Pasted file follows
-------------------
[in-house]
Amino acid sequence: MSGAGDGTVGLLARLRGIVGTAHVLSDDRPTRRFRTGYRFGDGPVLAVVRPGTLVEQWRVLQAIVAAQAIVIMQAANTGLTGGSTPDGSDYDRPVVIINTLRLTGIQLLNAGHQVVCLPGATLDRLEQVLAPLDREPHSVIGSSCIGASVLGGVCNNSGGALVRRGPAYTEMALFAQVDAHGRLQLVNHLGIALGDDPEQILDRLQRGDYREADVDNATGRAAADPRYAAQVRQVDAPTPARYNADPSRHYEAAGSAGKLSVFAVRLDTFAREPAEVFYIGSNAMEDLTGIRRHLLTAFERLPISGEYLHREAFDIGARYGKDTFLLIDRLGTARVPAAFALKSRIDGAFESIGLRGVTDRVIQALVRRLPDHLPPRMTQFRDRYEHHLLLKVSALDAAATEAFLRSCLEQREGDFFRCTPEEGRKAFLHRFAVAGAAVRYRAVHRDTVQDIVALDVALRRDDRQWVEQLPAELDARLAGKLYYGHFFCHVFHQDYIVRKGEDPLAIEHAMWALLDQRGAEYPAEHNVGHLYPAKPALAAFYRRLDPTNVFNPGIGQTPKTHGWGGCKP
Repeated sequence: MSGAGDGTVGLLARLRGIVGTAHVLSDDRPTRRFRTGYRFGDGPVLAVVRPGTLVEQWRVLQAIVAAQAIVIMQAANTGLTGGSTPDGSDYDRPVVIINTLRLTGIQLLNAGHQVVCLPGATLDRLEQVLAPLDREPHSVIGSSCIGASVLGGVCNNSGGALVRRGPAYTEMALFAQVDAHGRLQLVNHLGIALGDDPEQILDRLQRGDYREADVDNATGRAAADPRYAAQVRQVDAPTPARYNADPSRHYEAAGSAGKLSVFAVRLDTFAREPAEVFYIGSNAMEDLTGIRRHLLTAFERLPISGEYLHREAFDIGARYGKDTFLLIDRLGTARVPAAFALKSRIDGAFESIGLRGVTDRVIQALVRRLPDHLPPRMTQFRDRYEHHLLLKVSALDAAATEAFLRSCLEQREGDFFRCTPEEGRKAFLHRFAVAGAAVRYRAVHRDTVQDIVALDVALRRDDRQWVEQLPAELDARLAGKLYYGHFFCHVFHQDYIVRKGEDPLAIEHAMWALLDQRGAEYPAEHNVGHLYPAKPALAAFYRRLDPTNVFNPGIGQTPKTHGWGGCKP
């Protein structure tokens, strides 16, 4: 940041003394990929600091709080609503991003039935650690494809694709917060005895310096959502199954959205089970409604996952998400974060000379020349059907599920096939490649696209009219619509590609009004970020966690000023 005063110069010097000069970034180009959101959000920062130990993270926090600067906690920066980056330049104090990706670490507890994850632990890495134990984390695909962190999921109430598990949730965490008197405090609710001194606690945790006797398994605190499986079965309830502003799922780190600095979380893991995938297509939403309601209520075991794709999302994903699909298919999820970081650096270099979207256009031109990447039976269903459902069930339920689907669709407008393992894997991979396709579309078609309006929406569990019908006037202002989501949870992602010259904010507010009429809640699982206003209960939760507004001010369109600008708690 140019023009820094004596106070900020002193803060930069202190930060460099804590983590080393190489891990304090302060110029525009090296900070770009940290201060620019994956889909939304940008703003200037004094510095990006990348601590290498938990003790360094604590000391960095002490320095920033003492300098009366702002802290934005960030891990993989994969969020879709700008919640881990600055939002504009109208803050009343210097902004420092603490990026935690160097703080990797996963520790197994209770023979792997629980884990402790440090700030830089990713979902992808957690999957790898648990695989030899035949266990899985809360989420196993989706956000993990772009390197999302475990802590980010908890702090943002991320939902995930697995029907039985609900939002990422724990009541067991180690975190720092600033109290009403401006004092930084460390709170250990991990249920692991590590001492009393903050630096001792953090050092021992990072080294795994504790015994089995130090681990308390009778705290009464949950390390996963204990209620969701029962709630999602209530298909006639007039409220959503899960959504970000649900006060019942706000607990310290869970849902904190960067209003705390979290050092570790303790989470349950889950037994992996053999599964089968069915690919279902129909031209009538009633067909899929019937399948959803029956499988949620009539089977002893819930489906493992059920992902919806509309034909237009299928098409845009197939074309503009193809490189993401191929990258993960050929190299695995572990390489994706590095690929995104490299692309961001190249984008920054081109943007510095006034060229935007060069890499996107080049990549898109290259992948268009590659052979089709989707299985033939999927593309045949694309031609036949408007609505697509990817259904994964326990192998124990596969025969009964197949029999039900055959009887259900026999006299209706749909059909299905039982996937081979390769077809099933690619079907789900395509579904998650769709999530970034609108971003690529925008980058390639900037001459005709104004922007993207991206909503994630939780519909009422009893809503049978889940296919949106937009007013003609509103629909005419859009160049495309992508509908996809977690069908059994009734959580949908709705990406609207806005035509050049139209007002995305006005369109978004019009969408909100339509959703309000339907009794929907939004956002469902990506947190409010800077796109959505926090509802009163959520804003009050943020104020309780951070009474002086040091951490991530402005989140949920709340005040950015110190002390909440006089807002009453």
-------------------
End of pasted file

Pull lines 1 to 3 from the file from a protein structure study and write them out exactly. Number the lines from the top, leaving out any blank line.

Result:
[in-house]
Amino acid sequence: MSGAGDGTVGLLARLRGIVGTAHVLSDDRPTRRFRTGYRFGDGPVLAVVRPGTLVEQWRVLQAIVAAQAIVIMQAANTGLTGGSTPDGSDYDRPVVIINTLRLTGIQLLNAGHQVVCLPGATLDRLEQVLAPLDREPHSVIGSSCIGASVLGGVCNNSGGALVRRGPAYTEMALFAQVDAHGRLQLVNHLGIALGDDPEQILDRLQRGDYREADVDNATGRAAADPRYAAQVRQVDAPTPARYNADPSRHYEAAGSAGKLSVFAVRLDTFAREPAEVFYIGSNAMEDLTGIRRHLLTAFERLPISGEYLHREAFDIGARYGKDTFLLIDRLGTARVPAAFALKSRIDGAFESIGLRGVTDRVIQALVRRLPDHLPPRMTQFRDRYEHHLLLKVSALDAAATEAFLRSCLEQREGDFFRCTPEEGRKAFLHRFAVAGAAVRYRAVHRDTVQDIVALDVALRRDDRQWVEQLPAELDARLAGKLYYGHFFCHVFHQDYIVRKGEDPLAIEHAMWALLDQRGAEYPAEHNVGHLYPAKPALAAFYRRLDPTNVFNPGIGQTPKTHGWGGCKP
Repeated sequence: MSGAGDGTVGLLARLRGIVGTAHVLSDDRPTRRFRTGYRFGDGPVLAVVRPGTLVEQWRVLQAIVAAQAIVIMQAANTGLTGGSTPDGSDYDRPVVIINTLRLTGIQLLNAGHQVVCLPGATLDRLEQVLAPLDREPHSVIGSSCIGASVLGGVCNNSGGALVRRGPAYTEMALFAQVDAHGRLQLVNHLGIALGDDPEQILDRLQRGDYREADVDNATGRAAADPRYAAQVRQVDAPTPARYNADPSRHYEAAGSAGKLSVFAVRLDTFAREPAEVFYIGSNAMEDLTGIRRHLLTAFERLPISGEYLHREAFDIGARYGKDTFLLIDRLGTARVPAAFALKSRIDGAFESIGLRGVTDRVIQALVRRLPDHLPPRMTQFRDRYEHHLLLKVSALDAAATEAFLRSCLEQREGDFFRCTPEEGRKAFLHRFAVAGAAVRYRAVHRDTVQDIVALDVALRRDDRQWVEQLPAELDARLAGKLYYGHFFCHVFHQDYIVRKGEDPLAIEHAMWALLDQRGAEYPAEHNVGHLYPAKPALAAFYRRLDPTNVFNPGIGQTPKTHGWGGCKP